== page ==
The assets to buy now – March 2015

Asset allocation is at least as important as individual share selection. So where should you be putting your money? Here’s March's take on the major asset classes.

Asset allocation is at least as important as individual share selection. So where shouldyou be putting your money? Here's our monthly take on the major asset classes.


Buy cheap stocks

Developed stockmarkets have hit new highs in recent days, with Britain's FTSE 100 benchmark finally eclipsing its 1999 peak. Economic data has been solid, but the main tailwind for stocks is liquidity. Cheap money is lifting all asset markets. Lombard Street Research's Richard Batley notes that the quantitative easing coming from the European and Japanese central banks will be more than enough to counteract any decline in the balance sheet of the US Federal Reserve now that it has stopped printing. We continue to advocate reasonably valued markets supported by money printing, which means the eurozone and Japan are better bets than America.

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As far as emerging markets are concerned, weak commodity prices and the prospect of tighter monetary policy in America have hampered equities. Commodity importers with large domestic markets to offset slower exports are faring best. We like India, Indonesia and the Philippines. Meanwhile, Brazil, a raw materials exporter in turmoil, is in such a mess that it's become very cheap and worth a look for long-term investors.


Dirt-cheap home loans

Average rates on new UK mortgages have fallen below 3% for the first time since records began. With real earnings rising and consumer confidence strong, this helps explain why mortgage approvals have ticked up for a second successive month, suggesting that the annual rate of house-price growth will rise from 5% today. If so, affordability will dwindle further: according to Nationwide, the house-price-to-earnings ratio is at 5.5, far above the long-term average of around 4.2 a level it hasn't hit since 2003. Meanwhile, US prices are now looking mildly overvalued. Japan and Germany still look appealing for property bargain hunters, but steer clear of the bigger cities in Europe's top economy.


A rebound may be coming

Commodities have bounced off multi-year lows over the past few weeks. Positive global economic data, notably an uptick in China's manufacturing sector, suggest metals could make further gains. Supplies generally look healthy, but could fall in some cases, notably nickel and copper. The latter has slid further than the fundamentals warrant, reckons Capital Economics, and should recover from today's $5,900 a tonne to over $7,000 by the year-end as demand grows and the expansion in supply falters. Mining shares are still attractively valued after the falls of the past few years.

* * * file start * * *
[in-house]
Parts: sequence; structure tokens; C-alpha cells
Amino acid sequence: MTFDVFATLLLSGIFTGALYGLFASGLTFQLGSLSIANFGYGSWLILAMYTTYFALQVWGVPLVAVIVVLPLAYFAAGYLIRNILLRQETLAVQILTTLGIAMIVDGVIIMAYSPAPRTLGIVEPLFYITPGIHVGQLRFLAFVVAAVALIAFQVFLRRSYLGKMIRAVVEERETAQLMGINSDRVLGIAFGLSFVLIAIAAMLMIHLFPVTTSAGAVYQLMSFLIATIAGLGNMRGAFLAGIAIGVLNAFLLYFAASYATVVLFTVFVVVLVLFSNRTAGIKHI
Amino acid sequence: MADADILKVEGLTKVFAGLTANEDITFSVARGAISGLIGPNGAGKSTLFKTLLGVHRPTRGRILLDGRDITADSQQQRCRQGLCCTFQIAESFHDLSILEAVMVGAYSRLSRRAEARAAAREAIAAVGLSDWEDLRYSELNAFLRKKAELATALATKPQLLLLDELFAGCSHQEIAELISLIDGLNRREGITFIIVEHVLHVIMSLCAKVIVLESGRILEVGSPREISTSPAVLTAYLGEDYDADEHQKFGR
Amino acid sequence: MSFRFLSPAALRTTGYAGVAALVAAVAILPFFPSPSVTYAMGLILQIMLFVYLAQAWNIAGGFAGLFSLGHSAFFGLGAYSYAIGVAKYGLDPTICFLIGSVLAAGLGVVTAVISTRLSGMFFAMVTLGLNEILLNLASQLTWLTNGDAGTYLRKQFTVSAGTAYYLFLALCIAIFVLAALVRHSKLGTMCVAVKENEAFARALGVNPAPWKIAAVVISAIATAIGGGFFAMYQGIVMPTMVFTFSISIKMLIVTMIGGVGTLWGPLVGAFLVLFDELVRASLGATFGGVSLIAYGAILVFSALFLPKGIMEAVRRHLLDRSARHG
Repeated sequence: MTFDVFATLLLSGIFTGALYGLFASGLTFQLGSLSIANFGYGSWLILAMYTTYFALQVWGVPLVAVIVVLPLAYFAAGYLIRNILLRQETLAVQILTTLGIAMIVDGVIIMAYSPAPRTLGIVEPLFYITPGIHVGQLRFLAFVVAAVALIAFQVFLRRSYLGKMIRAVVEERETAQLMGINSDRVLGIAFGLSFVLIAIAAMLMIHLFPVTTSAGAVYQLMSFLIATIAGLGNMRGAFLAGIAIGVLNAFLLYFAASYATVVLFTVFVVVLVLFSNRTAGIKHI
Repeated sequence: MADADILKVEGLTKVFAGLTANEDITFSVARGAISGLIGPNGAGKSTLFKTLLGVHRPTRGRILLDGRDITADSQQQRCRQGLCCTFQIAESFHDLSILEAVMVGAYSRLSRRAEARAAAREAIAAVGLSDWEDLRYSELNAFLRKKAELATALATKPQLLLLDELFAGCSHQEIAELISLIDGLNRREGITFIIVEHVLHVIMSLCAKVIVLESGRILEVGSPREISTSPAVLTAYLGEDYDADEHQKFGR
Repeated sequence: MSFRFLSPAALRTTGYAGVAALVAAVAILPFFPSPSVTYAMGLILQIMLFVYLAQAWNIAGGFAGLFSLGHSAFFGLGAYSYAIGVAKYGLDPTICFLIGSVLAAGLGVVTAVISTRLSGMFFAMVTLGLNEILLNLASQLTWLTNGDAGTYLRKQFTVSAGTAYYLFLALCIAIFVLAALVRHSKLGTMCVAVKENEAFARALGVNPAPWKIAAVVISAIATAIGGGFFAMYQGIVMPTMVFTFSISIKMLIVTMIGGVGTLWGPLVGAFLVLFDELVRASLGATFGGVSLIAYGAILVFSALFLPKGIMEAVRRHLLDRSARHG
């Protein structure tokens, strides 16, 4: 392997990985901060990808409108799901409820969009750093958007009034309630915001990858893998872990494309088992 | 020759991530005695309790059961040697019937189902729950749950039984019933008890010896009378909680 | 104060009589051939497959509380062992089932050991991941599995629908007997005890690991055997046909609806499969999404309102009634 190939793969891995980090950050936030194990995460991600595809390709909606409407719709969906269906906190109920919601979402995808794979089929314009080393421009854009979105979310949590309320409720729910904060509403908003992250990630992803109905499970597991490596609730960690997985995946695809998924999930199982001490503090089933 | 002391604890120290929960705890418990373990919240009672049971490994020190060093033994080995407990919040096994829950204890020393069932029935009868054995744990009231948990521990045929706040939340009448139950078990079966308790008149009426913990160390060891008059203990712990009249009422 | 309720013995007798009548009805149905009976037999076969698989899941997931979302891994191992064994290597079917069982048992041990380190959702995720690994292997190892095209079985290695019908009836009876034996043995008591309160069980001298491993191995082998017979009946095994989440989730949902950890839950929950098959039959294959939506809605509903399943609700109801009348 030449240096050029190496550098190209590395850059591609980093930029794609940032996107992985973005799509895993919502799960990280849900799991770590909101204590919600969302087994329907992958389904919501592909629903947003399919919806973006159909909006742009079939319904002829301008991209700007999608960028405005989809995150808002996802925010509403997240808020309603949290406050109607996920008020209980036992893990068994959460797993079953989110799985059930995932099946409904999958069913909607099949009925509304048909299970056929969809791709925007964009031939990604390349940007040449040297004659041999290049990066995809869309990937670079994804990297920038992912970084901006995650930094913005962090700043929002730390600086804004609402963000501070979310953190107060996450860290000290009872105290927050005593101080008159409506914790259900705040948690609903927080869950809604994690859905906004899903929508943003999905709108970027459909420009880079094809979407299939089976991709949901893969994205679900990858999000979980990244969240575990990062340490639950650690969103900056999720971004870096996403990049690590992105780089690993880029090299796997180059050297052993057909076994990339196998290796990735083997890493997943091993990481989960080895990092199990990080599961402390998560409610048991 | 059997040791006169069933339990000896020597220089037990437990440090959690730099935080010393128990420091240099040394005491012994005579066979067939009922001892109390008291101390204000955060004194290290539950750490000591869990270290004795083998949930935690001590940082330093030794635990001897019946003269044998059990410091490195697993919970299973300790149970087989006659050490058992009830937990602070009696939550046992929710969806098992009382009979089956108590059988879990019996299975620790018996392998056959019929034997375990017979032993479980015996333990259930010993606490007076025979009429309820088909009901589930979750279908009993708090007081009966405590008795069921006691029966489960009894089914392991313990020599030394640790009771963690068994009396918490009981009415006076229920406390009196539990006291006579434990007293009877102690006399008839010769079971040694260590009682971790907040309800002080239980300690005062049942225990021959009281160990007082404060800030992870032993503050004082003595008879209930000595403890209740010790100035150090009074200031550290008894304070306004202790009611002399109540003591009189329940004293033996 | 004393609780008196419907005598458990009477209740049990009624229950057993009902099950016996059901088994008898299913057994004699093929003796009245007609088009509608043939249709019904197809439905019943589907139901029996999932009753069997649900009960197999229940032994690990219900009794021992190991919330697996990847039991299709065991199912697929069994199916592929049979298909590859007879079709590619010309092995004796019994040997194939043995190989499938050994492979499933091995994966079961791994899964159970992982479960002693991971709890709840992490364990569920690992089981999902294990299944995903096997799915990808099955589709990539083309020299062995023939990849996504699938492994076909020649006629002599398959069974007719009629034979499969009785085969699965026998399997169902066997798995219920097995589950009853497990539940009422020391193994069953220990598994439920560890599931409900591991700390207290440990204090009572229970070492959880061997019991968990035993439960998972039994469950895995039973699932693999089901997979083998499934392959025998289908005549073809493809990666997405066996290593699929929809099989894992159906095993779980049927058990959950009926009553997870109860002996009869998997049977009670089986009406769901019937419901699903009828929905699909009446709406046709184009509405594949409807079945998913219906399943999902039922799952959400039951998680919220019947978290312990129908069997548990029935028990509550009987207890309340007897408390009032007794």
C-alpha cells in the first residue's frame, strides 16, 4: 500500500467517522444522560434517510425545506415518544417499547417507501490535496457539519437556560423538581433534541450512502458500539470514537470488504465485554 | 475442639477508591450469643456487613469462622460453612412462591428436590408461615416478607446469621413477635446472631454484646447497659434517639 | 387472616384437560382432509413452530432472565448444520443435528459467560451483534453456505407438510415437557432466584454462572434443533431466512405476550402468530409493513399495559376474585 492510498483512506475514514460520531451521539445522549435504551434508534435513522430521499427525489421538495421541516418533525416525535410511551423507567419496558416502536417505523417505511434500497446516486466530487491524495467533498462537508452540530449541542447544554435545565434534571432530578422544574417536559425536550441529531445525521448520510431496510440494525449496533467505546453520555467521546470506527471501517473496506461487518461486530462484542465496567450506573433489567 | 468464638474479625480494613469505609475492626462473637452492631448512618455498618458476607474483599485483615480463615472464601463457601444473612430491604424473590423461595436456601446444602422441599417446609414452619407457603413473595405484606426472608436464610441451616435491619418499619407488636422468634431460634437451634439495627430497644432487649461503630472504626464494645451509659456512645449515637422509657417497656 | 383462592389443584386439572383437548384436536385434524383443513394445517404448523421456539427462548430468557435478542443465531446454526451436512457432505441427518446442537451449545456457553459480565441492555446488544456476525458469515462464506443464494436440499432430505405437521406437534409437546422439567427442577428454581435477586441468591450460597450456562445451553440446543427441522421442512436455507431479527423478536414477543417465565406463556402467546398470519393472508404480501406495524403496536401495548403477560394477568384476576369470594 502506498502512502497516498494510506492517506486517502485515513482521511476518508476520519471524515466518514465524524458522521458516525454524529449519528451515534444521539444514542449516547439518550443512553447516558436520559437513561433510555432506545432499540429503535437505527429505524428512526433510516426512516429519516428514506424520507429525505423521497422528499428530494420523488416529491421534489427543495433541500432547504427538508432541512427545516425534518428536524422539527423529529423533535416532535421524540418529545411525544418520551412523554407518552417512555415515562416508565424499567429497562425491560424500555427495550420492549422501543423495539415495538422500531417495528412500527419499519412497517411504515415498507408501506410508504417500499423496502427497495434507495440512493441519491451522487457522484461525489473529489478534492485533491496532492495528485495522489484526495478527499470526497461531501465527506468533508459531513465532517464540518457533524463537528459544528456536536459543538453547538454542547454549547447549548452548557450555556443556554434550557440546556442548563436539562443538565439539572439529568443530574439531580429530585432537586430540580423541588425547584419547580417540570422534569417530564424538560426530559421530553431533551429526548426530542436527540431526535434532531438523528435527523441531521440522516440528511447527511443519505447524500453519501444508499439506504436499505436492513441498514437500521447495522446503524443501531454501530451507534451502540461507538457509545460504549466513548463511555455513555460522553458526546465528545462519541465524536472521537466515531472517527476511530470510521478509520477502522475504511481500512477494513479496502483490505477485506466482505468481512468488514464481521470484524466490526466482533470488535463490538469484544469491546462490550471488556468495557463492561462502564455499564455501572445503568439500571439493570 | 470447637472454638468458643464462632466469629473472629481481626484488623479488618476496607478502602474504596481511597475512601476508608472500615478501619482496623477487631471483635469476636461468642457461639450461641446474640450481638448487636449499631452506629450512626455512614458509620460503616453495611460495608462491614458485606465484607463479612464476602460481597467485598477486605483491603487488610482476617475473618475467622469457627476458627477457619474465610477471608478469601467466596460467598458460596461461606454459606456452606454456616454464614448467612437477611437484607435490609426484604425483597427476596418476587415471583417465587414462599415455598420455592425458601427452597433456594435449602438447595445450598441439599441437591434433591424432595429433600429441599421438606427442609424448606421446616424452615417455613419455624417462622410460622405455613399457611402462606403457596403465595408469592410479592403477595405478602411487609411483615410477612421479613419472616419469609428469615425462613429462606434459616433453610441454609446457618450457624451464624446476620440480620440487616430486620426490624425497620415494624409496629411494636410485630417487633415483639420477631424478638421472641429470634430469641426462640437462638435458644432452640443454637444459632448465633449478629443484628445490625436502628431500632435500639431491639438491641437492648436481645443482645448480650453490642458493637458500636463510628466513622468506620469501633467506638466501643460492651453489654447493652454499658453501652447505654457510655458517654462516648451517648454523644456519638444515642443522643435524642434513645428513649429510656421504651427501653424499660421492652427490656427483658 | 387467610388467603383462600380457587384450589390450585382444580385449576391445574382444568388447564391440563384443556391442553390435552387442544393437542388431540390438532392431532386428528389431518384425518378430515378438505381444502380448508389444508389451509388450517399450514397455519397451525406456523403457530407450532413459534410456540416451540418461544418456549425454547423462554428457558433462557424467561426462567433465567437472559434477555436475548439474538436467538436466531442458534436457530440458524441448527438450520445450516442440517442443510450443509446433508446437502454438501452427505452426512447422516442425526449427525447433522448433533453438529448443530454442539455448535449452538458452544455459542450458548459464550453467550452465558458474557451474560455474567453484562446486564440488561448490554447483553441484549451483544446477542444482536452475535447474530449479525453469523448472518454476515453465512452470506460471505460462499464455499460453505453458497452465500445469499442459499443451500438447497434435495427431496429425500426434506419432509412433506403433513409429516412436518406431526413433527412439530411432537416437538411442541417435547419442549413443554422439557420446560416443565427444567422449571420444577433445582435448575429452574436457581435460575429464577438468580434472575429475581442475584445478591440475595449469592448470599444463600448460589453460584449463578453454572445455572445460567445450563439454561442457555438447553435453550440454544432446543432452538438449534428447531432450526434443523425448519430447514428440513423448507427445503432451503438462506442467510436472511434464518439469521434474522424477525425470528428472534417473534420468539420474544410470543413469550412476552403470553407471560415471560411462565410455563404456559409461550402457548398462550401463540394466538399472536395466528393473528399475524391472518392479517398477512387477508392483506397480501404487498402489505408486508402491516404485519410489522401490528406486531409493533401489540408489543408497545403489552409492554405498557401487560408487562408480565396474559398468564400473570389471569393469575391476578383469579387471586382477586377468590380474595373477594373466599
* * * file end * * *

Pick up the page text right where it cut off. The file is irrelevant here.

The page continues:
In agriculture, the most eye-catching development has been a surge in cocoa prices amid a poor west African harvest. This is a reminder that weather remains the key short-term influence on 'softs' prices, while a relentless expansion in the global population and dwindling supplies of arable land are the main long-term drivers. That implies that agricultural commodities are in a structural bull market, which investors can play through fertiliser and farm-equipment stocks.


Tough times, but hold on

After a strong start to the year, gold has given up most of its gains. The deal between Greece and its creditors has reduced demand for a safe haven, while the prospect of higher interest rates in the US has also dented bullion. Still, we suggest you continue to keep 5%-10% of your portfolio in the yellow metal as an insurance policy. An eventual return of inflation is a distinct possibility. The eurozone could yet rupture painfully.

In addition, the demand outlook remains favourable. Emerging-market consumers will want more gold as they get richer, and emerging-market central banks are diversifying their reserves, which should involve buying more gold. New mined supply is expected to stagnate in the next few years.


Oil bounces back

Oil prices bounced by 27% in February, their largest monthly gain for six years. Production is still rising, but will slide in a few months as the number of rigs drilling for oil in the US has plunged. So oil may have seen the bottom of its latest downhill run. That is likely to be true of US natural gas too. It has ticked up to around $3 per million British thermal units. As more industries and households start to use gas due to environmental legislation, a structural bull market should develop.


Avoid this ever-inflating bubble

The bubble in bonds just gets bigger and bigger. Last week the yield on German five-year government paper turned negative as prices rose even further. Investors in other countries are also effectively paying the government to borrow money from them, seemingly in the hope they will be able to sell their bonds on to someone else at an even higher price. All the liquidity sloshing around the system has also pushed corporate debt notably junk bonds to eye-watering levels. Steer clear.